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Help from health professionals

Depending on your situation, you can get help from a range of health professionals.

You might need help from a health professional if:

  • your self-help strategies and lifestyle changes are not working
  • anxiety is affecting your daily life
  • you avoid places or situations to manage your anxiety
  • you have trouble sleeping, relaxing or concentrating
  • you feel like you can’t control your anxiety, or it’s getting worse
  • you feel suicidal – if this is the case, call Lifeline on 13 114 at any time, day or night.

Topics on this page

Who can help?

Depending on your situation, you can get help from a range of health professionals, including:

Talk to your doctor

Your doctor might be able to help you, or they may refer you to a health professional with experience in managing anxiety.

You might feel uncomfortable talking to your doctor about your mental health. Here are some helpful tips:

  • choose a doctor you trust
  • book a longer appointment so you have plenty of time to talk
  • ask a friend or family member to come with you for extra support
  • bring a list of your symptoms (e.g. concerns about your sleep, appetite and mood) so you don’t forget to talk about them
  • bring a list of questions you want answered
  • take notes during your appointment so you remember important points.

Mental health treatment plans

Your doctor can write a mental health treatment plan (previously known as a mental health care plan).

The plan outlines:

  • your mental health needs
  • the help you require
  • your goals
  • recommended treatments.

Your doctor might include referrals to other services and health professionals, like a psychologist.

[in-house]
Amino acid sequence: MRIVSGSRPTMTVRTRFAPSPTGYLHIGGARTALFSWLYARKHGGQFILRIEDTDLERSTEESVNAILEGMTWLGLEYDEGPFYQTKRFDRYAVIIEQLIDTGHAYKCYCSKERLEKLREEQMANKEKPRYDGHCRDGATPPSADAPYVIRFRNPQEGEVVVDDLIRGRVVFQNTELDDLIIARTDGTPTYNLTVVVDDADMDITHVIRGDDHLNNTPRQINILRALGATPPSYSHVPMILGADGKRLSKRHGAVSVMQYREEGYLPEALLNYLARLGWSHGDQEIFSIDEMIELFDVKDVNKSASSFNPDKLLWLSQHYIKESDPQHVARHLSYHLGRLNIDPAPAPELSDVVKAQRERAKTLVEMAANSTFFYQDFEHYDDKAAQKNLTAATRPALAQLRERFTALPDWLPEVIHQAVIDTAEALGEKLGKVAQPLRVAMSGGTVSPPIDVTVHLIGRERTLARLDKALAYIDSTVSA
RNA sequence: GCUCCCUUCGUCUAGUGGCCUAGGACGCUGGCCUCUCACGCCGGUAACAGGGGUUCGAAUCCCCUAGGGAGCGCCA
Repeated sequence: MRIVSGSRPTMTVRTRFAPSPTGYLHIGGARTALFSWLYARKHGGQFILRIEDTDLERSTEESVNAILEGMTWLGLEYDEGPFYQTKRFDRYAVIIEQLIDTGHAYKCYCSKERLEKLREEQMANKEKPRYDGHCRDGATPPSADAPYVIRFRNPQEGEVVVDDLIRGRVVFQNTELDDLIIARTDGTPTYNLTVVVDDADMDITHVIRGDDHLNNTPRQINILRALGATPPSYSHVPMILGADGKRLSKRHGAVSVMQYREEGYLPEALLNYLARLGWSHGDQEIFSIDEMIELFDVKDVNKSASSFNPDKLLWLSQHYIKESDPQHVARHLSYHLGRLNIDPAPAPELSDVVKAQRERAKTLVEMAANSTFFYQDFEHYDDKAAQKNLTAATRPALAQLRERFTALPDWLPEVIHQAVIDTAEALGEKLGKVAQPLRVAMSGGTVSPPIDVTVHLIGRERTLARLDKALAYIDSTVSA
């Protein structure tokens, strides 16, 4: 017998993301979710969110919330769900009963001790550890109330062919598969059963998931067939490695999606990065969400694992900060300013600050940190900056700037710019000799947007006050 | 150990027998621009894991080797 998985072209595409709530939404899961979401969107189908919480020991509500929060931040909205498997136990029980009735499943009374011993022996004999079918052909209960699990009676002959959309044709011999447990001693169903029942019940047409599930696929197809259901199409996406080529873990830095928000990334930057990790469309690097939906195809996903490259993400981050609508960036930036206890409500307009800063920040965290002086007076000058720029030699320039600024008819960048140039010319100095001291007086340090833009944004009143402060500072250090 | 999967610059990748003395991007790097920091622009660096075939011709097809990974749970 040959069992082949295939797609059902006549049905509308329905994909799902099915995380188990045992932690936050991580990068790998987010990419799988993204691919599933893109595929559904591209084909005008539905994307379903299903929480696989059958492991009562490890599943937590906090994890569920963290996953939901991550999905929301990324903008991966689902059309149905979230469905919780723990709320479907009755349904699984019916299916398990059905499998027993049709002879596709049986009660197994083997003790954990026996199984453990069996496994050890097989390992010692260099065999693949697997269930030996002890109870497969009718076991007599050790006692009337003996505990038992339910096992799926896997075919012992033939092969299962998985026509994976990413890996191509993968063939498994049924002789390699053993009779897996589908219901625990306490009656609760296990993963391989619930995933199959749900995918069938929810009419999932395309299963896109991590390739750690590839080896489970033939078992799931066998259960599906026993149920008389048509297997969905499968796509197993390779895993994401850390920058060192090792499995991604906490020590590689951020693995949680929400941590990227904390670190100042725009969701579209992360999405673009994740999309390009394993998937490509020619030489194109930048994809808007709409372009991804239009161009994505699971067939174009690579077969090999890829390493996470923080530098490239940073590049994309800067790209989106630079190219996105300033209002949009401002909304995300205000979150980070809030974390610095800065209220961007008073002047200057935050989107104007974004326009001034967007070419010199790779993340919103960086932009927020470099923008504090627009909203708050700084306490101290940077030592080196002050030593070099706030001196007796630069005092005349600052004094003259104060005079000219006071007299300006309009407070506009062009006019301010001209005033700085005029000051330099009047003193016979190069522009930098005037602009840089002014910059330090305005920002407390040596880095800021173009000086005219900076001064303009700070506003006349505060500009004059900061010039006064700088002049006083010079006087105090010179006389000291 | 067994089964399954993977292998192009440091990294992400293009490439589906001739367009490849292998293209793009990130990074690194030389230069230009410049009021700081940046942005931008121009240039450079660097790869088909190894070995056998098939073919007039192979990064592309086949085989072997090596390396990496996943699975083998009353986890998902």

The plan gives you a number of sessions with a health professional at a reduced cost (i.e. you can claim your sessions on Medicare).


Sometimes people need to take medication to help manage their anxiety.

There are many different types of medication that can be used. For example, selective serotonin reuptake inhibitors (SSRIs). Some medications are taken daily, and some are taken as needed. Your doctor or psychiatrist will recommend the best option for your symptoms. Note, it can take time to find the right medication and dose for you.

Complementary medicine and therapies

Complementary medicine and therapies might help with your anxiety. You can contact a qualified practitioner for advice. If you do use complementary medicine and therapies, it’s important to share this information with your doctor as some herbal remedies can affect other prescribed medicines.

Herbal remedies and supplements

You can try using herbal remedies to help with your anxiety. Common herbal remedies include kava, chamomile, passionflower, lemon balm and valerian. You can also take supplements such as B vitamins, fish oil and magnesium.

Research about the effectiveness of these herbs and supplements is limited, so talk to a qualified practitioner before you decide.

Other therapies


Massage can be used to promote feelings of relaxation. You can book regular sessions with a trained professional to help manage your anxiety.

Essential oils

Research suggests that some aromatherapy oils such as lavender, bergamot and valerian may help with relaxation. Tell your doctor if you use essential oils as they may affect other medicines.

Download our fact sheets or visit resources for more information.

Help from other organisations

If you have anxiety, remember you’re not alone. Many organisations have information and programs that can help, including: